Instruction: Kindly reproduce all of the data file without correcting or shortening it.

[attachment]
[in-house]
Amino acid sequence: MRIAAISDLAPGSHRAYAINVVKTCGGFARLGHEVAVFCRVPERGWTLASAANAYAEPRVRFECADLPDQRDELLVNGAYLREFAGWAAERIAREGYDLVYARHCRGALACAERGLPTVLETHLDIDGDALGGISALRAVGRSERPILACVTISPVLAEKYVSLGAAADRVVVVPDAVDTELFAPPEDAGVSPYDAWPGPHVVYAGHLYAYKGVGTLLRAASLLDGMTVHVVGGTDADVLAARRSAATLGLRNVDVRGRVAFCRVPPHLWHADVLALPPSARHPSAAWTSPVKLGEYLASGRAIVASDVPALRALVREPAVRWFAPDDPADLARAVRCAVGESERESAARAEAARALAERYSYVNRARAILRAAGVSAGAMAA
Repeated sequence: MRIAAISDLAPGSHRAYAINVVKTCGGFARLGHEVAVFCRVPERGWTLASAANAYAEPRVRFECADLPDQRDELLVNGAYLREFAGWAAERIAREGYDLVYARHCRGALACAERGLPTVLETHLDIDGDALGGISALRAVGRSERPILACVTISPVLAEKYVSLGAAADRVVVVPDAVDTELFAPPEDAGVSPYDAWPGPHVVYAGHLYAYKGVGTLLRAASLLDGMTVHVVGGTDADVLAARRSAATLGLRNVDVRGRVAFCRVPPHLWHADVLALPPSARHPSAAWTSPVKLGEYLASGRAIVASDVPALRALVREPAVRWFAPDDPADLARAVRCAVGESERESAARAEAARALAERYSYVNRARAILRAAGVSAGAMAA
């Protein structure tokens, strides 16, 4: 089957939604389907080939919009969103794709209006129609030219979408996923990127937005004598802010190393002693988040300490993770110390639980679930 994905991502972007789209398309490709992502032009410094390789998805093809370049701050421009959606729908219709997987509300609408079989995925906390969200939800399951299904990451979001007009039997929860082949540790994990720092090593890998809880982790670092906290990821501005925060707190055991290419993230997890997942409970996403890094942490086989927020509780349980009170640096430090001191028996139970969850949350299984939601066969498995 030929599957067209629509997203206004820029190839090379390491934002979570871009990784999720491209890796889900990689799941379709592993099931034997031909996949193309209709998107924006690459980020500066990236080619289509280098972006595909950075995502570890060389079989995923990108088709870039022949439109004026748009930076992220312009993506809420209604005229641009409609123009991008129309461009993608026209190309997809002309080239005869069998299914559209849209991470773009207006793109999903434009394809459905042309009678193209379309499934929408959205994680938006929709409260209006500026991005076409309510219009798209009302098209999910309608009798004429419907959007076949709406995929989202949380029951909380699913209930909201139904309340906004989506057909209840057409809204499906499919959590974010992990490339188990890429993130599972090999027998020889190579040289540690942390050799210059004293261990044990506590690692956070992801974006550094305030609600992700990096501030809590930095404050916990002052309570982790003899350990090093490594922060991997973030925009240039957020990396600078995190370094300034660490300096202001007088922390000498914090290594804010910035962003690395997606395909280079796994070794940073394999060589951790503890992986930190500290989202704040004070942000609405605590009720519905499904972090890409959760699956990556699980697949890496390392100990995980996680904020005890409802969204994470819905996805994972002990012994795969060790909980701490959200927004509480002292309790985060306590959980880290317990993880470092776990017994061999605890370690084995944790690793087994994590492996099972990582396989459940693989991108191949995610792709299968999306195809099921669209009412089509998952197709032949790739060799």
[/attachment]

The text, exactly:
[in-house]
Amino acid sequence: MRIAAISDLAPGSHRAYAINVVKTCGGFARLGHEVAVFCRVPERGWTLASAANAYAEPRVRFECADLPDQRDELLVNGAYLREFAGWAAERIAREGYDLVYARHCRGALACAERGLPTVLETHLDIDGDALGGISALRAVGRSERPILACVTISPVLAEKYVSLGAAADRVVVVPDAVDTELFAPPEDAGVSPYDAWPGPHVVYAGHLYAYKGVGTLLRAASLLDGMTVHVVGGTDADVLAARRSAATLGLRNVDVRGRVAFCRVPPHLWHADVLALPPSARHPSAAWTSPVKLGEYLASGRAIVASDVPALRALVREPAVRWFAPDDPADLARAVRCAVGESERESAARAEAARALAERYSYVNRARAILRAAGVSAGAMAA
Repeated sequence: MRIAAISDLAPGSHRAYAINVVKTCGGFARLGHEVAVFCRVPERGWTLASAANAYAEPRVRFECADLPDQRDELLVNGAYLREFAGWAAERIAREGYDLVYARHCRGALACAERGLPTVLETHLDIDGDALGGISALRAVGRSERPILACVTISPVLAEKYVSLGAAADRVVVVPDAVDTELFAPPEDAGVSPYDAWPGPHVVYAGHLYAYKGVGTLLRAASLLDGMTVHVVGGTDADVLAARRSAATLGLRNVDVRGRVAFCRVPPHLWHADVLALPPSARHPSAAWTSPVKLGEYLASGRAIVASDVPALRALVREPAVRWFAPDDPADLARAVRCAVGESERESAARAEAARALAERYSYVNRARAILRAAGVSAGAMAA
């Protein structure tokens, strides 16, 4: 089957939604389907080939919009969103794709209006129609030219979408996923990127937005004598802010190393002693988040300490993770110390639980679930 994905991502972007789209398309490709992502032009410094390789998805093809370049701050421009959606729908219709997987509300609408079989995925906390969200939800399951299904990451979001007009039997929860082949540790994990720092090593890998809880982790670092906290990821501005925060707190055991290419993230997890997942409970996403890094942490086989927020509780349980009170640096430090001191028996139970969850949350299984939601066969498995 030929599957067209629509997203206004820029190839090379390491934002979570871009990784999720491209890796889900990689799941379709592993099931034997031909996949193309209709998107924006690459980020500066990236080619289509280098972006595909950075995502570890060389079989995923990108088709870039022949439109004026748009930076992220312009993506809420209604005229641009409609123009991008129309461009993608026209190309997809002309080239005869069998299914559209849209991470773009207006793109999903434009394809459905042309009678193209379309499934929408959205994680938006929709409260209006500026991005076409309510219009798209009302098209999910309608009798004429419907959007076949709406995929989202949380029951909380699913209930909201139904309340906004989506057909209840057409809204499906499919959590974010992990490339188990890429993130599972090999027998020889190579040289540690942390050799210059004293261990044990506590690692956070992801974006550094305030609600992700990096501030809590930095404050916990002052309570982790003899350990090093490594922060991997973030925009240039957020990396600078995190370094300034660490300096202001007088922390000498914090290594804010910035962003690395997606395909280079796994070794940073394999060589951790503890992986930190500290989202704040004070942000609405605590009720519905499904972090890409959760699956990556699980697949890496390392100990995980996680904020005890409802969204994470819905996805994972002990012994795969060790909980701490959200927004509480002292309790985060306590959980880290317990993880470092776990017994061999605890370690084995944790690793087994994590492996099972990582396989459940693989991108191949995610792709299968999306195809099921669209009412089509998952197709032949790739060799």